BUY IT. FRAME IT. LOVE IT.

My gallery is located in Kamuela just 10 minutes from Spencer Beach and is open by appointment, please call me at 808-775-0360 to schedule your visit. Mahalo

Portrait commission accepted

Prints on demand: greeting card, household items, phone cases, T-shirt, etc. available at:
https://thu-nguyen.pixels.com/

EXHIBITIONS:

2022
ViewPoint 54, sponsored by Cincinnati Art Club, Eisele Gallery, Cincinnati, OH
Realism Today - Pickens County Museum of Art, Pickens, SC
Proud To Be Seen - Bruce Baughman Studio and Gallery, sponsored by Tubac Center of the Arts, Tubac, AZ
I Figure: Contemporary Figurative Art - Arts Benicia, Benicia, CA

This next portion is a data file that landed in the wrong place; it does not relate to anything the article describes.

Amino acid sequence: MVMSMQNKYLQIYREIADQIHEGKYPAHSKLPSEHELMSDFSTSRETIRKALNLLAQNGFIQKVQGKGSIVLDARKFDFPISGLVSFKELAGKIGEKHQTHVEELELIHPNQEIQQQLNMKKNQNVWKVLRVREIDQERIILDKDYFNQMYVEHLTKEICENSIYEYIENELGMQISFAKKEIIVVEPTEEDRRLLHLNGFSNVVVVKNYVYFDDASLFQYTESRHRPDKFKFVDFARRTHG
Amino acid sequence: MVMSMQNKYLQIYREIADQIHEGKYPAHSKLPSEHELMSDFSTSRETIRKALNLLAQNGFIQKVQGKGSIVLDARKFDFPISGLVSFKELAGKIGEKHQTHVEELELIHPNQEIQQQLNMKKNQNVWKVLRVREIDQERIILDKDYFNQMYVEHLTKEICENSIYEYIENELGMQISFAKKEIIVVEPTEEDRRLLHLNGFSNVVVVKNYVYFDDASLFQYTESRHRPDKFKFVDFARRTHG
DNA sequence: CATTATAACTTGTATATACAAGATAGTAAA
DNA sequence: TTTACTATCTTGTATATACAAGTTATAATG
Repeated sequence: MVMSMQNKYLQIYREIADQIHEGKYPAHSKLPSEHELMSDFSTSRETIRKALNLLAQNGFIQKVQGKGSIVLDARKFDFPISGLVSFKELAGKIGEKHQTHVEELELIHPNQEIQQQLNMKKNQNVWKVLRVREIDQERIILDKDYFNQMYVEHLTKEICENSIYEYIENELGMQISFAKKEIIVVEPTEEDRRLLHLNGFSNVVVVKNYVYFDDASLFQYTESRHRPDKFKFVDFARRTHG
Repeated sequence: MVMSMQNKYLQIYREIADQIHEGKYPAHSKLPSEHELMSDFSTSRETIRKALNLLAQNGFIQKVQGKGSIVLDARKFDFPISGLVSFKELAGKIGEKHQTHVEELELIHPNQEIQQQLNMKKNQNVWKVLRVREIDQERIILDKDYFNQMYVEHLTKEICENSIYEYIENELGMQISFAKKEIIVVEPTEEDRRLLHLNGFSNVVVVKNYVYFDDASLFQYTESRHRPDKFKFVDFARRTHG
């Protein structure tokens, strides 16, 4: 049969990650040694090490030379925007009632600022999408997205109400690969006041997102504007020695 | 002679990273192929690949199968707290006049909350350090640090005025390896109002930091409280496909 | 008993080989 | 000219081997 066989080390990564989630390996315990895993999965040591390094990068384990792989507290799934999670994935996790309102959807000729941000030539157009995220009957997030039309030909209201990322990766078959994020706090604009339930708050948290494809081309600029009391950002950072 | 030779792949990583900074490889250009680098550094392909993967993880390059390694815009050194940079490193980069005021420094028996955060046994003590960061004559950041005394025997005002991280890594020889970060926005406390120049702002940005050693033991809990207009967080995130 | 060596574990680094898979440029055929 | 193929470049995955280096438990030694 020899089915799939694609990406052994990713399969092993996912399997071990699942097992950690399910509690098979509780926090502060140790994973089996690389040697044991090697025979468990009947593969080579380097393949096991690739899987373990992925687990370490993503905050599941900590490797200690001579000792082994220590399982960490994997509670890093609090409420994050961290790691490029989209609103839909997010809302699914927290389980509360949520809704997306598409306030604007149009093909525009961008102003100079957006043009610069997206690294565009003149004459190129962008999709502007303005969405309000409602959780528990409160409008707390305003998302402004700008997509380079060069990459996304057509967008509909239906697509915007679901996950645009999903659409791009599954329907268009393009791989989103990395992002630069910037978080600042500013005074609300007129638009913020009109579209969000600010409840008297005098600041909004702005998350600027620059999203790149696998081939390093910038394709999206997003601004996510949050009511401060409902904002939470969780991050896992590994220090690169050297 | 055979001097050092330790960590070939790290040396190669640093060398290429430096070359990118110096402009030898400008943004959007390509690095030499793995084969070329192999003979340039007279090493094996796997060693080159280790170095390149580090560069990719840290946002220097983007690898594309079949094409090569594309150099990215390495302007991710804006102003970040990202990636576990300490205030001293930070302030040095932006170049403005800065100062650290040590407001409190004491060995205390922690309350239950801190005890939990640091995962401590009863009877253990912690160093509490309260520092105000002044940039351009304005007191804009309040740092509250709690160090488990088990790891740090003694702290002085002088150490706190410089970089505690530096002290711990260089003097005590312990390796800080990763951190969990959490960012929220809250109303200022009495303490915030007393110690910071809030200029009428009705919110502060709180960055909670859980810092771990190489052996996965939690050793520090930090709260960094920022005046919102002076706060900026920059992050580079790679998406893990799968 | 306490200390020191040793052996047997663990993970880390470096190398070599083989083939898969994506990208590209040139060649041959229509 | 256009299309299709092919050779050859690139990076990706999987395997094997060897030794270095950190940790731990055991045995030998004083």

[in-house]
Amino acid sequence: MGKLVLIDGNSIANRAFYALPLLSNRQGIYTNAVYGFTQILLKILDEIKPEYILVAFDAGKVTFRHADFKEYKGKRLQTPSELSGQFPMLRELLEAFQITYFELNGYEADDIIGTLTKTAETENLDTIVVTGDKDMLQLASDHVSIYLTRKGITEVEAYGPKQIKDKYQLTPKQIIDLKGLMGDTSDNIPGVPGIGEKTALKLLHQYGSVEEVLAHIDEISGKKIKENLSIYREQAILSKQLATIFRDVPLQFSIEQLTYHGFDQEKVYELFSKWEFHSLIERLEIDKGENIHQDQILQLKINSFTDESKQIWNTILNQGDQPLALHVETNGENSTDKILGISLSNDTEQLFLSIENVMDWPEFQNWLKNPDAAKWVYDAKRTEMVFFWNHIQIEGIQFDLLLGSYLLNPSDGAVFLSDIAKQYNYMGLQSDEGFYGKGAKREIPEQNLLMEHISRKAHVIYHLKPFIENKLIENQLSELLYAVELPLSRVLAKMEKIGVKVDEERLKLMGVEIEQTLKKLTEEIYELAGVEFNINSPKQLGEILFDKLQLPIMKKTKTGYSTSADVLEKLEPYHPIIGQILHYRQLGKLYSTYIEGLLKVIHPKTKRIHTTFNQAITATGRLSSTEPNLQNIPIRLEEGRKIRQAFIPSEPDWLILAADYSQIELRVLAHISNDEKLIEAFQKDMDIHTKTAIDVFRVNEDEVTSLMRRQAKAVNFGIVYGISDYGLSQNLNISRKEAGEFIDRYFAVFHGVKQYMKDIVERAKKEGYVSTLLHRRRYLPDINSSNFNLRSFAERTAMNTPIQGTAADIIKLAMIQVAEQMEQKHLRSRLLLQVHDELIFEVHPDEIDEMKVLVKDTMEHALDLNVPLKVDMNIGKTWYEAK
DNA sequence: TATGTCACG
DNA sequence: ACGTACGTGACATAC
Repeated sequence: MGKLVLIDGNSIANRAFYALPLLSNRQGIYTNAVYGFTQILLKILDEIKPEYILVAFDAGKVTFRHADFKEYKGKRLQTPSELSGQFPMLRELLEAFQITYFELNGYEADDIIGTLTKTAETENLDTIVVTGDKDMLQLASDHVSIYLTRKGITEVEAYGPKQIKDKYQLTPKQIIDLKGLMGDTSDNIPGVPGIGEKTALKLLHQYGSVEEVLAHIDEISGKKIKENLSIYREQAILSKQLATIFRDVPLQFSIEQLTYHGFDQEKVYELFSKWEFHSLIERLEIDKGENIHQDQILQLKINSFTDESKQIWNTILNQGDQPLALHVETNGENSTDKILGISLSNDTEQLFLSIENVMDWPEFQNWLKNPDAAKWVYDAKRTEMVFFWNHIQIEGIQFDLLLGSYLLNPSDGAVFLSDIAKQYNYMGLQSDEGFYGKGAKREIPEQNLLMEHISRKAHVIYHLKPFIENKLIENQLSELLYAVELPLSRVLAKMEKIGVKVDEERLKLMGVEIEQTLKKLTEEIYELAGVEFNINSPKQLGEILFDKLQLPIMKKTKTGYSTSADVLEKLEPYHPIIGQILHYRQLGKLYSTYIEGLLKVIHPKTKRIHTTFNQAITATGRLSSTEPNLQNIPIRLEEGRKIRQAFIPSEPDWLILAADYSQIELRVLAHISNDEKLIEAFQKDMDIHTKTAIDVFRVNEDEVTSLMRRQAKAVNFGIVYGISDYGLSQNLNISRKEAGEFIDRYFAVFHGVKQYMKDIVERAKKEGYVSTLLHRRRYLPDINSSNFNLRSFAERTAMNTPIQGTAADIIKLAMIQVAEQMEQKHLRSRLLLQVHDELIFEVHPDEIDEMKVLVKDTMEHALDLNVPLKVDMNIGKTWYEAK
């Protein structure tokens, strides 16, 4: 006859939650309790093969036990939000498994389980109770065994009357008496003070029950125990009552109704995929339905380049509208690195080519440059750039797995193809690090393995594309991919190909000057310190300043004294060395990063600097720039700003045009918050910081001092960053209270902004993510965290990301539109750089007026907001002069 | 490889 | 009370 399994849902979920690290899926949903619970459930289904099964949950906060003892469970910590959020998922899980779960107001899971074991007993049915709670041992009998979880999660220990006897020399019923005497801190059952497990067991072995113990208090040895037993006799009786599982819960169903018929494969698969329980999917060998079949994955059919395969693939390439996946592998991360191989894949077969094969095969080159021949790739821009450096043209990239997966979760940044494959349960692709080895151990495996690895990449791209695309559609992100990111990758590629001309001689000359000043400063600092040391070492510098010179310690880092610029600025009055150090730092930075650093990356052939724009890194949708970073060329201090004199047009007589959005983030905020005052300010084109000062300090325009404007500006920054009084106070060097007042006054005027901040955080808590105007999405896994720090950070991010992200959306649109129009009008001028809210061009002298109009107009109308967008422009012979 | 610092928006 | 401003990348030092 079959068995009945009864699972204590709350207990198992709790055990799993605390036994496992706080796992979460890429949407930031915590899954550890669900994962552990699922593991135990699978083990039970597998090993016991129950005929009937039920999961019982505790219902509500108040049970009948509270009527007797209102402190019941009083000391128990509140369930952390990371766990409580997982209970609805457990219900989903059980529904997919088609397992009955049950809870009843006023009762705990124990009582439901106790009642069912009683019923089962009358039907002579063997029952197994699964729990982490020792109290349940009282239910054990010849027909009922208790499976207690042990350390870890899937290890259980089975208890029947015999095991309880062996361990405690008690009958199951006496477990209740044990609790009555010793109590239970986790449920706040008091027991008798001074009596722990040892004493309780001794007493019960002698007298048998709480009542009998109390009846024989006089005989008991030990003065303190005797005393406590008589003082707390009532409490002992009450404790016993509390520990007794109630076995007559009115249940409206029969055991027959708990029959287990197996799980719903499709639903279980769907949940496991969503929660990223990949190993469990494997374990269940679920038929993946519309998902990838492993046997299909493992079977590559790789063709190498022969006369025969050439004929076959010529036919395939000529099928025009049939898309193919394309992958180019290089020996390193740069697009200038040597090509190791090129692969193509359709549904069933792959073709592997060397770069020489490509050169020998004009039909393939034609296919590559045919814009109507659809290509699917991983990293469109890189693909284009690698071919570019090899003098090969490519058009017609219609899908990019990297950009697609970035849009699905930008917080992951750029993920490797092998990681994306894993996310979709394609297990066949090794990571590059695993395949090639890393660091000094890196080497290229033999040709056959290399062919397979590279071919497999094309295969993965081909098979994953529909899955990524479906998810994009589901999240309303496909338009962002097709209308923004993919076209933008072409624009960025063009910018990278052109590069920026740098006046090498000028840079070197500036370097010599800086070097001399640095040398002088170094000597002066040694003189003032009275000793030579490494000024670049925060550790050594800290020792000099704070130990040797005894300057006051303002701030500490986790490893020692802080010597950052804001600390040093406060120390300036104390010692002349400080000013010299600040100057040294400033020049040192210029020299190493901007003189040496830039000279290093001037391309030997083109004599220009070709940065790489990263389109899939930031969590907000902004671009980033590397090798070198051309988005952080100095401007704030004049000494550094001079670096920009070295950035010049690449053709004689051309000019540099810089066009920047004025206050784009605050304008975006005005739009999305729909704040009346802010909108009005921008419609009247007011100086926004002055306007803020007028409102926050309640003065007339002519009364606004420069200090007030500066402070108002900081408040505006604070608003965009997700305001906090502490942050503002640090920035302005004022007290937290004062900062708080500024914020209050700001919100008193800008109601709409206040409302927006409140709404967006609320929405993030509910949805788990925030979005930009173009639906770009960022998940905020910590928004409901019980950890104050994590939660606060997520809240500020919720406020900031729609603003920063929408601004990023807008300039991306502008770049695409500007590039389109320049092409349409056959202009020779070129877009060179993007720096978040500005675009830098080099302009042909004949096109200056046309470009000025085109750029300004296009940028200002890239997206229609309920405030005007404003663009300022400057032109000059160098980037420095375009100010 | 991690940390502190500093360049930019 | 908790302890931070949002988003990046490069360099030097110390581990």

50 and Older Exhibition - Las Laguna Art Gallery, Laguna Beach, CA
2022 National Fine Art Show - Lincoln Gallery, Loveland, CO
16th Annual Emerald Spring Exhibition 2022 - Emerald Art Center 500 Main St Springfield, OR
"61st Stockton Art League Juried Exhibition" at The Haggin Museum Stockton, CA (sponsored by Stockton Art League)
"About Face" - Webster Arts, Webster Groves MO
"Love is in the air" - The Contemporary at Northern Waters Resort, Watersmeet, MI
37th Annual International Exhibition - The University of Texas at Tyler, Tyler TX Juried Group Show

2021
"Holiday Small Works Show" - Kansas City Stockyards Gallery, Kansas City, MO Juried Group Show
"INSIGHTS IV Art Exhibition" - Zolla Lieberman Gallery, Chicago, IL. Juried Group Show
Lore Degenstein Gallery's 12th Annual Figurative Drawing and Painting Exhibition- Lore Degenstein Gallery, Susquehanna University, Selinsgrove, PA Juried Group Show
Viewpoint 53 - Cincinnati Art Club, hosted by Art Design Consultants, Cincinnati, Ohio